Theda Skocpol says it’s Time for National Greatness Liberalism:
America needs a National Greatness Liberalism — a brawny brand of politics that makes a tough-minded argument about what it will take from our government and democratic politics to regain our national economic strength and rebuild a broad, secure, and innovative middle class. Our national military and diplomatic strength in a dangerous world depends, too, on our economic renewal as a middle-class capitalist economy. …
Even a cursory survey of the last century shows that national economic fortunes have always depended upon robust synergies between public and private investment. Periods when the national government and state governments have been cowed into minimalism or captured by super-wealthy interests looking to rip off public resources — think of the late 1920s as well as the Wall Street era of the late 20th century — have been associated with faltering economic growth as well as extremes of poverty and middle-class decline. By contrast, times such as the post-World War II era of extraordinary American prosperity and power have been periods in which major social programs — such as Social Security and the GI bill — spread opportunity and security. Likewise, during these points, America made huge public investments in infrastructure — such as the national highway system — and the privileged paid substantial taxes, even as they reaped profits from the booming economy.
This is of a piece with the infrastructure investment plan I talked about a few days ago. We need to re-invest in America.
But what few leaders understand this point seem not to appreciate the scale of the problem. John Kerry has proposed a national infrastructure bank, a federally funded source of loans for large infrastructure projects, which would encourage public-private partnerships and encourage states and cities to rebuild and upgrade crumbling infrastructure.
But he’s proposing to give it $10 billion to work with. Making every bridge structurally sound and functionally adequate for current safety laws and traffic needs would cost $140 billion. And that’s not even considering upgrades to roads, let alone retrofitting existing buildings, upgrading tunnels, and building new bridges, roads, tunnels, buildings, and traintracks. We need all of that, and the economy could probably absorb one thousand times Kerry’s $10 billion without much trouble.
$10 billion is peanuts. If every dollar were spent on workers, not material, it would directly fund no more than 200,000 jobs. There’d be a multiplier effect that would create many more jobs in the broader economy, but nothing to match the 14 million unemployed Americans, nor even the 8.3 million people who are working part time because they can’t get full time work.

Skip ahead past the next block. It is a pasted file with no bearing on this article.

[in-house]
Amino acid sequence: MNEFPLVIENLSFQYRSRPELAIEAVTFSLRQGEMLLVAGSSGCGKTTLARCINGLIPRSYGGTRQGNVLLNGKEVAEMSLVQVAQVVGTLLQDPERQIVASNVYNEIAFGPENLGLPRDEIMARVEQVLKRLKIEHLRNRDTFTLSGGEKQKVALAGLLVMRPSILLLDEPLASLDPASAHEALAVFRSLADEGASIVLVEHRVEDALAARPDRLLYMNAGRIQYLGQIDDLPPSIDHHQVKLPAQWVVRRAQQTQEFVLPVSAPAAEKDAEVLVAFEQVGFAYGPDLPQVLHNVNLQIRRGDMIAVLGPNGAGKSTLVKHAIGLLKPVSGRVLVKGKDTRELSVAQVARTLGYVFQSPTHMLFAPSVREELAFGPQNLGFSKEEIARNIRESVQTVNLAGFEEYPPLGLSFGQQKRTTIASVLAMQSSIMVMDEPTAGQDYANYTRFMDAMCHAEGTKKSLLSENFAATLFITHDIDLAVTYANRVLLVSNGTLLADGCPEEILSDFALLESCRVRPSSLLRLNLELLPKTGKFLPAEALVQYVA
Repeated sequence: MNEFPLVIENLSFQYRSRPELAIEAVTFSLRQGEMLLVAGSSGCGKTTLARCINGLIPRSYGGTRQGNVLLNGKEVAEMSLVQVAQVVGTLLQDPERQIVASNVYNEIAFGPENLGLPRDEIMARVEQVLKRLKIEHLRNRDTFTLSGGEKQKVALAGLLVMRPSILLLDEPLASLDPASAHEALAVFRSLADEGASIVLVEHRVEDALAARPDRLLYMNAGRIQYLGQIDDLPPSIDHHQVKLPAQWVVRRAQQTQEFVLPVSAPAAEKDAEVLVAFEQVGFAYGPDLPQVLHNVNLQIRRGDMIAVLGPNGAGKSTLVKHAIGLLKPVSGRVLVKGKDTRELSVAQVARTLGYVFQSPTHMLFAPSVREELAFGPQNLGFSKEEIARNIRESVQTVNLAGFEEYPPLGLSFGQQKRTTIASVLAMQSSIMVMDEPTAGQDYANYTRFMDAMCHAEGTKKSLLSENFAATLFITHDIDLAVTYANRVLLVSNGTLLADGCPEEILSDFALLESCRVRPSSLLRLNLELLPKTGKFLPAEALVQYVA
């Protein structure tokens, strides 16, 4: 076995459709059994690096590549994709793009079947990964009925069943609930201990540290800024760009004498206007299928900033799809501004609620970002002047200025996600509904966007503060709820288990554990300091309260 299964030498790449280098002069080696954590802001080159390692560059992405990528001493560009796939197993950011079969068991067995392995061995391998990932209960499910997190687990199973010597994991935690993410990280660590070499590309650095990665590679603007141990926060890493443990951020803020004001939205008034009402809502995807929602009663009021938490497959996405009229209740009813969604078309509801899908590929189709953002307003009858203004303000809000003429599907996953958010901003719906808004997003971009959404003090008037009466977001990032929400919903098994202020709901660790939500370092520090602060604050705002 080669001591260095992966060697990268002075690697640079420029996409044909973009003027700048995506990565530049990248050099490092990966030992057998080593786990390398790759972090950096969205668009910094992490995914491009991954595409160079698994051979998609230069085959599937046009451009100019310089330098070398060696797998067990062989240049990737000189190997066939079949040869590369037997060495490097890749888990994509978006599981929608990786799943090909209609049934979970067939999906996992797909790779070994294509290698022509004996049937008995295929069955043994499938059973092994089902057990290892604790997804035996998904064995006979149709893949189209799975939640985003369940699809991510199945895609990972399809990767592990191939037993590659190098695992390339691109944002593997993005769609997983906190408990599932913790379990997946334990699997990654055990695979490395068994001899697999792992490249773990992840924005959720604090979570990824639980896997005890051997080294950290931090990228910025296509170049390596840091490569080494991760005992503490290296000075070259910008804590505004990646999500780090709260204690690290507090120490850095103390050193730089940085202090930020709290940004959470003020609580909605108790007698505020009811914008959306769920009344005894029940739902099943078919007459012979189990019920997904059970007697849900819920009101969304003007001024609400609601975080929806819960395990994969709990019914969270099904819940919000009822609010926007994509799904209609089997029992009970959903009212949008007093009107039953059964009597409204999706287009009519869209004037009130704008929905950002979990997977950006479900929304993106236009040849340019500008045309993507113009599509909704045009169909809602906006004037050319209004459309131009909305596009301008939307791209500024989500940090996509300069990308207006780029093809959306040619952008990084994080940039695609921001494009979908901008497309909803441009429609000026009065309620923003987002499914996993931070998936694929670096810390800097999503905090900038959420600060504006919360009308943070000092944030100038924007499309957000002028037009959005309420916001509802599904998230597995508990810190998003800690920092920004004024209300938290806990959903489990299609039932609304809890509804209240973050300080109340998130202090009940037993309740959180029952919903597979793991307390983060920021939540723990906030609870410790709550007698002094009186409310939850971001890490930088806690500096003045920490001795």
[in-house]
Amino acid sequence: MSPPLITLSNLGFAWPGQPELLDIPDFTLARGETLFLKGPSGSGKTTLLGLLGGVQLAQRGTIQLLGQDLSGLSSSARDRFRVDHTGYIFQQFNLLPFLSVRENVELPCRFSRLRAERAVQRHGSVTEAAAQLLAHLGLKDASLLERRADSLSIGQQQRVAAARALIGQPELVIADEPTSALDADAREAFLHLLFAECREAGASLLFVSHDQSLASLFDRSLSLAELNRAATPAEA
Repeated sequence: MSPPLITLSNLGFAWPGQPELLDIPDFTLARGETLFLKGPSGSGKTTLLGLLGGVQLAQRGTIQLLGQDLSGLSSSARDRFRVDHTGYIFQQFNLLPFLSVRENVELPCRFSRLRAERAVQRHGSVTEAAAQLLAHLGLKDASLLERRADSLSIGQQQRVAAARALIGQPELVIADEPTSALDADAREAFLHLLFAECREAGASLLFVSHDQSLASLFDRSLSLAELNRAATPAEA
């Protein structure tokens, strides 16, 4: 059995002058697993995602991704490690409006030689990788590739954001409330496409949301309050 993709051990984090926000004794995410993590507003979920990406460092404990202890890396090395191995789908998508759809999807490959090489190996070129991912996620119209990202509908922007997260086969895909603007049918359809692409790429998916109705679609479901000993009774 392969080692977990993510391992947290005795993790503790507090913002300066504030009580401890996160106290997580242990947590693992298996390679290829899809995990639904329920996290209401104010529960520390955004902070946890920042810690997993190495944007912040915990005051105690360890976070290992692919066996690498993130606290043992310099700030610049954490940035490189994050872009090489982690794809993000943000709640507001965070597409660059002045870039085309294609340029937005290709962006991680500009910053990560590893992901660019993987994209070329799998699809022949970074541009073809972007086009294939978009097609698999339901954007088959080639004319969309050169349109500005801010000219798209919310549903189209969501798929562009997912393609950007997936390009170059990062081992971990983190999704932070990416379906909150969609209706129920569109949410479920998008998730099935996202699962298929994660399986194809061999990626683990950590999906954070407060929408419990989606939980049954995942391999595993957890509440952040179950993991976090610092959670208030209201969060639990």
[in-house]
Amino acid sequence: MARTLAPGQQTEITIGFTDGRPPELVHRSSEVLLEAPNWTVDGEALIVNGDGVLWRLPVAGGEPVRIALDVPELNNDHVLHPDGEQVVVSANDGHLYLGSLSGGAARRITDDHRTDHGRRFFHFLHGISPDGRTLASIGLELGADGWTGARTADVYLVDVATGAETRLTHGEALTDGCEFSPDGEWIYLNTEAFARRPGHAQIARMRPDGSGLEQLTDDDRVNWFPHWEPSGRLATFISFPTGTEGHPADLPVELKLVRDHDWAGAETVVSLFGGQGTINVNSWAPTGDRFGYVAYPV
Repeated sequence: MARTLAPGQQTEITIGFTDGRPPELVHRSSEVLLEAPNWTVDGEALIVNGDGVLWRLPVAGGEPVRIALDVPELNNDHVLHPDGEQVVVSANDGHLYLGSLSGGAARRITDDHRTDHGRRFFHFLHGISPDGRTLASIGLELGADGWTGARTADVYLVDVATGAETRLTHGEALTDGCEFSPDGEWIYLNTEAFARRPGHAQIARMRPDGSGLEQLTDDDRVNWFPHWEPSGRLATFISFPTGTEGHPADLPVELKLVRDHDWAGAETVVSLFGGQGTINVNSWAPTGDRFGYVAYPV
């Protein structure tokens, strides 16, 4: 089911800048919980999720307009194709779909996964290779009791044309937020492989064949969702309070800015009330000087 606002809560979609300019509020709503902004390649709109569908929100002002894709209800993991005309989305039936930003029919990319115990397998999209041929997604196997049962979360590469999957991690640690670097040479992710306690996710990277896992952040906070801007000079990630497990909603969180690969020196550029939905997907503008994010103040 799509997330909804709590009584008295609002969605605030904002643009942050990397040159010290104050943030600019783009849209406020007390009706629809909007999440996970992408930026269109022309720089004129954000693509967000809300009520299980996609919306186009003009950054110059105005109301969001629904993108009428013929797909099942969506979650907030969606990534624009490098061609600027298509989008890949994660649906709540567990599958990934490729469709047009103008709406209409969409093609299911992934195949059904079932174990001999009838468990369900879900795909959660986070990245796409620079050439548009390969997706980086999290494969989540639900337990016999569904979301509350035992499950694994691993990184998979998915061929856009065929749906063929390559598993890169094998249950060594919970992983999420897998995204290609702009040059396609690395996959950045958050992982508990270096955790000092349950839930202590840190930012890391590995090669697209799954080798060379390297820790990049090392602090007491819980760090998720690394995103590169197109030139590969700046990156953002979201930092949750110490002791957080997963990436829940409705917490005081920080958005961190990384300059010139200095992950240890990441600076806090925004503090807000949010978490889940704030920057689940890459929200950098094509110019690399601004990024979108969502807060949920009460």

Kerry understands the issues, telling the Boston Globe, “Reliable, modern infrastructure isn’t a luxury — it’s the lifeblood of our economy, the key to connecting our markets, moving people, products, information and energy, and the key to generating and sustaining millions of jobs for American workers.” But he still made it too small, explaining, “With only loans and guarantees, and no grants, the bank will not be a drain on the treasury beyond the original investment. It would also be far smaller than other proposals, reflecting the political reality of the day, he said.”
Over six years, the federal investment in the bank would total $30 billion dollars, and Kerry, co-sponsor Kay Bailey Hutchison (R‑TX), and Transportation Secretary Ray Lahood say that the bank would fund no more than half of projects, leading to total investments of $556 billion over 6 years. But again, that’s peanuts relative to our needs.
We don’t just need to fix existing bridges, we need to build new ones. We need to tear down coal plants and build new dams, and new solar, wind, geothermal, and even nuclear plants. We need to retrofit and upgrade existing nuclear plants to ensure they’re safe, and we need to start building sea walls to protect coastal cities from rising oceans. We need new transmission lines so that energy from solar plants in the Southwest can supply homes in the Northeast, and so that hydroelectric power from the Pacific Northwest can supply the Southwest when skies are cloudy.
A pessimistic geologist friend of mine points out that, when the big earthquake hits the Bay Area, the region’s roads, bridges, tunnels, and public transit will all be in ruin for months, and worse yet, the water tanks, pipes, and aqueducts that bring us drinking water will all be destroyed. We know that earthquake will hit, and by investing in new infrastructure now, we can ensure that the survivors of that quake have safe evacuation routes, safe sources of drinking water, and secure supply lines for rescuers and rebuilders. So do areas subject to tornados, hurricanes, and even blizzards.
I don’t doubt that we can spend the money, and that we need to do so to fend off disasters that we know will hit us eventually. More importantly, I know that spending the money now will fend off the existing disaster of massive unemployment.
This bank is a fine idea, but it needs more money, and it needs to be supplemented with direct grants, all funded by a higher gasoline tax (which already fund federal road and bridge construction programs).